May 9, 2019 | Story | No Comments
In a dramatic departure from its usual reliability it appears the media has got the ‘Russian spy whale’ story all wrong. Far from being a secret agent a new report suggests the whale may have actually provided therapy to children.
The, seemingly slandered, white beluga whale was the subject of countless newspaper articles and news packages last week as Western media outlets fell over themselves to engage in their latest round of Russia bashing.
Many of the breathless reports noted that the whale, who was dubbed “Hvaldimir” in Norwegian media, had a very playful disposition and was friendly towards humans. Now a fresh report from Norway’s Fiskeribladet newspaper suggests there’s a good reason for that: the whale was trained to entertain and offer comfort to children suffering from mental health problems.
Morten Vikeby, a former journalist at the newspaper, did a story on whales trained for therapy purposes near Russia’s border with Norway back in 2008. He said he believes the tame whale which appeared off the eastern coast of Norway is called Semion as he recognized it from his visit to the facility. The newspaper published archived video footage from the center on Tuesday.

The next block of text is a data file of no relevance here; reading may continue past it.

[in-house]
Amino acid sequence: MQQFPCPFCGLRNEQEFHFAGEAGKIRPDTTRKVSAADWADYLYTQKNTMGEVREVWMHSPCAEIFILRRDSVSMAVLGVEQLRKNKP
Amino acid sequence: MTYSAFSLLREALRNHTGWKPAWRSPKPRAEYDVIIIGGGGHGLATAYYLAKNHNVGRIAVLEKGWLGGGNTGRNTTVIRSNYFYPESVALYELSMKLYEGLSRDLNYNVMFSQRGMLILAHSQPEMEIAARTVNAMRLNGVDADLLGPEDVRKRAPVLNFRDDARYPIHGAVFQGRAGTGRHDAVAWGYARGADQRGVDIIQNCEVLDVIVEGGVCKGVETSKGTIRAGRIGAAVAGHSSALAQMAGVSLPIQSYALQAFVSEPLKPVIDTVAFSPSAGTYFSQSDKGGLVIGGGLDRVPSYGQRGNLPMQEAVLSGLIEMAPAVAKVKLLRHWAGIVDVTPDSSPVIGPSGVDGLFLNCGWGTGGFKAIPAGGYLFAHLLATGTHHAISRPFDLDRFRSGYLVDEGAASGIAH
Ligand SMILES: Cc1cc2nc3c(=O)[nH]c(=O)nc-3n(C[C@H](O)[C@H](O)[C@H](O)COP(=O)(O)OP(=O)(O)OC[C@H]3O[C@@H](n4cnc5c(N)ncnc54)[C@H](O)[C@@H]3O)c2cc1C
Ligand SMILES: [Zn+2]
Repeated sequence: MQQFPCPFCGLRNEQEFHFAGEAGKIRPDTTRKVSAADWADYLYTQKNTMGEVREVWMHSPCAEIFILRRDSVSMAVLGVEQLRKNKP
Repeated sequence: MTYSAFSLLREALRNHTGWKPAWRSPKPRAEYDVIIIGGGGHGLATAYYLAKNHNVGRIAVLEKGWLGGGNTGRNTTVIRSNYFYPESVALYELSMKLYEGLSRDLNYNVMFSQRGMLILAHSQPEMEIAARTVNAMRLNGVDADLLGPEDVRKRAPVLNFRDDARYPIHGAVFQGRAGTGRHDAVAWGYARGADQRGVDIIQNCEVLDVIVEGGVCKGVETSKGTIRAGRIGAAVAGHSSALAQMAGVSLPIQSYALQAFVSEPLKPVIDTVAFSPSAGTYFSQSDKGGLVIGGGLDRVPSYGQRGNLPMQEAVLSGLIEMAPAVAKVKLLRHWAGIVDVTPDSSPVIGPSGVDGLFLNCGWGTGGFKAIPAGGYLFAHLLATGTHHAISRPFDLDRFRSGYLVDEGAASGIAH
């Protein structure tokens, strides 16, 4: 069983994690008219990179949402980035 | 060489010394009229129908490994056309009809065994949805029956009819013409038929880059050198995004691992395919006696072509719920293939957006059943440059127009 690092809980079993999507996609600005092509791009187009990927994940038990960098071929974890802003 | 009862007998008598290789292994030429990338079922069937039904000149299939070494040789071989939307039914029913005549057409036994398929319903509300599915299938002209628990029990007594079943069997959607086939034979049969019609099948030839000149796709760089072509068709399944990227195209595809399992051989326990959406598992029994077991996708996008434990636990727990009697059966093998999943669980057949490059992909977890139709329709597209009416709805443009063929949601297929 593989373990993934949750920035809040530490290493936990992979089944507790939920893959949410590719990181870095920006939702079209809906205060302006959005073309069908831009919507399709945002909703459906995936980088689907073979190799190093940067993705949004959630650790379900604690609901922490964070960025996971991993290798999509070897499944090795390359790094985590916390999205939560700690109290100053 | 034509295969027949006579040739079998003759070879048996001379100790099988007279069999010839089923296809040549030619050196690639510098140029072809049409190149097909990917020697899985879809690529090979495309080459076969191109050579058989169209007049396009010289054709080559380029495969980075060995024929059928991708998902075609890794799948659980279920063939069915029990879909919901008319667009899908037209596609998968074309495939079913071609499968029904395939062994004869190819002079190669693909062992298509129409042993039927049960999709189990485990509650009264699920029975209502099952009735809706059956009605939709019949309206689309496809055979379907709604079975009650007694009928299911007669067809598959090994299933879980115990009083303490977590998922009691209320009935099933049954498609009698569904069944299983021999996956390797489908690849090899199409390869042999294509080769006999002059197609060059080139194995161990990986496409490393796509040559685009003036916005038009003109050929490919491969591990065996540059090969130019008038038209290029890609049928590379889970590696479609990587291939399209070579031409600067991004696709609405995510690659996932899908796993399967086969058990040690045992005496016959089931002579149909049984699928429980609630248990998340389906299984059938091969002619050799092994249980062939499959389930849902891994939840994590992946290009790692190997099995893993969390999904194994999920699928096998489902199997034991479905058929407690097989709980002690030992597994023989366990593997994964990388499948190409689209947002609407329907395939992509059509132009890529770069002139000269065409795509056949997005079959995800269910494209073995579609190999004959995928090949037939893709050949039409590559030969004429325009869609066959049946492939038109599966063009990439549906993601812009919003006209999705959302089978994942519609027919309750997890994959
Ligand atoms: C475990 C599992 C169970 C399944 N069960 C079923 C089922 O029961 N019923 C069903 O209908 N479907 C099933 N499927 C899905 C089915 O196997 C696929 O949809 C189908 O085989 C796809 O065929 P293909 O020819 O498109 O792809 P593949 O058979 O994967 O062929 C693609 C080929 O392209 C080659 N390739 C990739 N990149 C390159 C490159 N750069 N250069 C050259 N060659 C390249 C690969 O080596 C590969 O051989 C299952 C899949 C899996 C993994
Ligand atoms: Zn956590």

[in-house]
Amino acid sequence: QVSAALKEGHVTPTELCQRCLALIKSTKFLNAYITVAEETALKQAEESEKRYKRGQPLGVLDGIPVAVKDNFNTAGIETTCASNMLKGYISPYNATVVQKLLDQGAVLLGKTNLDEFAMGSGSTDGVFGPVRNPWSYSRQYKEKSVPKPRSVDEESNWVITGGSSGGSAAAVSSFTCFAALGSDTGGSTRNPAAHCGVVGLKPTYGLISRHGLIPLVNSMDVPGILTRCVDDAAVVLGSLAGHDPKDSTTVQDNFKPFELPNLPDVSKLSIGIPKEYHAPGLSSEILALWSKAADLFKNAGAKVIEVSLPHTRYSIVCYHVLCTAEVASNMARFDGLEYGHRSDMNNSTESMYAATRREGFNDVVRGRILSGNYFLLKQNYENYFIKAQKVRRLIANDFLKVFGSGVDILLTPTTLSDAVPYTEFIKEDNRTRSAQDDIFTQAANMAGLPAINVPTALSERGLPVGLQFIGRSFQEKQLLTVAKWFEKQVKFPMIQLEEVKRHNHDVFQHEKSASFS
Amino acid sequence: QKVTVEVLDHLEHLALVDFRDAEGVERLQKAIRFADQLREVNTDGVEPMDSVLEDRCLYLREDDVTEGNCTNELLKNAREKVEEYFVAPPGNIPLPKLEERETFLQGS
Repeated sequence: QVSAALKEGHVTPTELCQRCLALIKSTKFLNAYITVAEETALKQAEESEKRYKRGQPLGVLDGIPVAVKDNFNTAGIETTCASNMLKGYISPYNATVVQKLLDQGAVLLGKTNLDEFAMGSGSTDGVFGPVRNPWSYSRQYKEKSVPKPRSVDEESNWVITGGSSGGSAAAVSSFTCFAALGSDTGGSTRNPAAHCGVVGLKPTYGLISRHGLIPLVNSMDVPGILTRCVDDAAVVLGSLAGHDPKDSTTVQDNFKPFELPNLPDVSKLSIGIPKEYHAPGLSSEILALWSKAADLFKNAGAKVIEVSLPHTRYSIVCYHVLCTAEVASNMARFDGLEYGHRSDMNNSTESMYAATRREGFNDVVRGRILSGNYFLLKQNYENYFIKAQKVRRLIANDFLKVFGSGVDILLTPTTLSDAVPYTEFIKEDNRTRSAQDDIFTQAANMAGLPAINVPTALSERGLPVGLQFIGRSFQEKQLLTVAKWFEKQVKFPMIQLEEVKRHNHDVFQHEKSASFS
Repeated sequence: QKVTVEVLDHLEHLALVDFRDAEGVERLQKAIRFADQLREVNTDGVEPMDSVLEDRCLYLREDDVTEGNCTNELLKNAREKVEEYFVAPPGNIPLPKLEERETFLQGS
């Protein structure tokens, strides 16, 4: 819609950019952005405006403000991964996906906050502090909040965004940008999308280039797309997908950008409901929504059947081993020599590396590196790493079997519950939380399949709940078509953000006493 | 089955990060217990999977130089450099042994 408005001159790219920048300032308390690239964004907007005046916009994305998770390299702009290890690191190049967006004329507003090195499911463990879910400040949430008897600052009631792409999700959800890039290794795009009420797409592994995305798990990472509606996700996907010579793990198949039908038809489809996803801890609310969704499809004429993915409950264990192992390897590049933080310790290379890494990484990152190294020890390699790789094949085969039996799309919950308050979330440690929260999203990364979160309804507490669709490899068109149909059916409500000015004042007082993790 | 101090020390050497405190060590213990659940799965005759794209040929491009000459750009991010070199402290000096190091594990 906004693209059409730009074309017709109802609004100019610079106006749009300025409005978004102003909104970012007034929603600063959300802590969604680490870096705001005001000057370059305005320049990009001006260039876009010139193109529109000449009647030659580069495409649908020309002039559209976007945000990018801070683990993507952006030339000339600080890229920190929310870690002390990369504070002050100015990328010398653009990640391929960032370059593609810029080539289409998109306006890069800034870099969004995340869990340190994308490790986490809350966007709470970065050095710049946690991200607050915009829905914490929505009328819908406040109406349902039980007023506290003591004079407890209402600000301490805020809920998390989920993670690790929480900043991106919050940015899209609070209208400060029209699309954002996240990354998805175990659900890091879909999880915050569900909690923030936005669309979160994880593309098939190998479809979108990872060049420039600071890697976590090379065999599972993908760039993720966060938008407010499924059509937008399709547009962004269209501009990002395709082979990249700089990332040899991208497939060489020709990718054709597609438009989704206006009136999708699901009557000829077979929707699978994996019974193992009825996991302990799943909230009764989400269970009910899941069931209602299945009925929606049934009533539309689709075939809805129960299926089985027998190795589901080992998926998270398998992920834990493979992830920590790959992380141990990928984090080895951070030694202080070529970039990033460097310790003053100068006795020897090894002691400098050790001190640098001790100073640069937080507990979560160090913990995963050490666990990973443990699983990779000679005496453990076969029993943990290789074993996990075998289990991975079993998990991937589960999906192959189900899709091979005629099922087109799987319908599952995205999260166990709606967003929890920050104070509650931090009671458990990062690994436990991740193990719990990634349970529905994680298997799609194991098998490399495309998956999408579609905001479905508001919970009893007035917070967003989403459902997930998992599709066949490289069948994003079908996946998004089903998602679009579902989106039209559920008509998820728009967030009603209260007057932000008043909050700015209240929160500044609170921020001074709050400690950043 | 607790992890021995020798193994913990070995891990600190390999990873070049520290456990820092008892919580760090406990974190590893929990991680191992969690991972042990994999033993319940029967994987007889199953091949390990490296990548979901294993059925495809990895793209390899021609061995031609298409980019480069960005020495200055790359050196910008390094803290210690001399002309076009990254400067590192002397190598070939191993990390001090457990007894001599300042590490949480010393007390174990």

Vikeby said the harnesses found on the whale were probably used to tow small boats with children on board. “That’s also the reason the whale is so social,” he said. “He thrives among people.” Several of the tricks performed by the whale in the video are similar to those performed by “Hvaldimir,” where it currently resides in Norway.
There is a notable problem with the theory that the whale is actually Semion: the friendly beluga has got distinctive scars which he got in a fight with a sea lion when he was only a calf. However, his “girlfriends” could have well learned the same tricks that he mastered. RT has requested comment from the northern Russian diving center where Semion reportedly lived.
The new theory about the whale’s origins was welcomed by Norway’s fisheries inspectorate, which currently has responsibility for the whale. “We had thought along the lines of espionage or war, but now it looks like this is a whale trained to do good,” spokesperson Jørgen Ree Wiig told Fiskeribladet. “That’s fantastic.”
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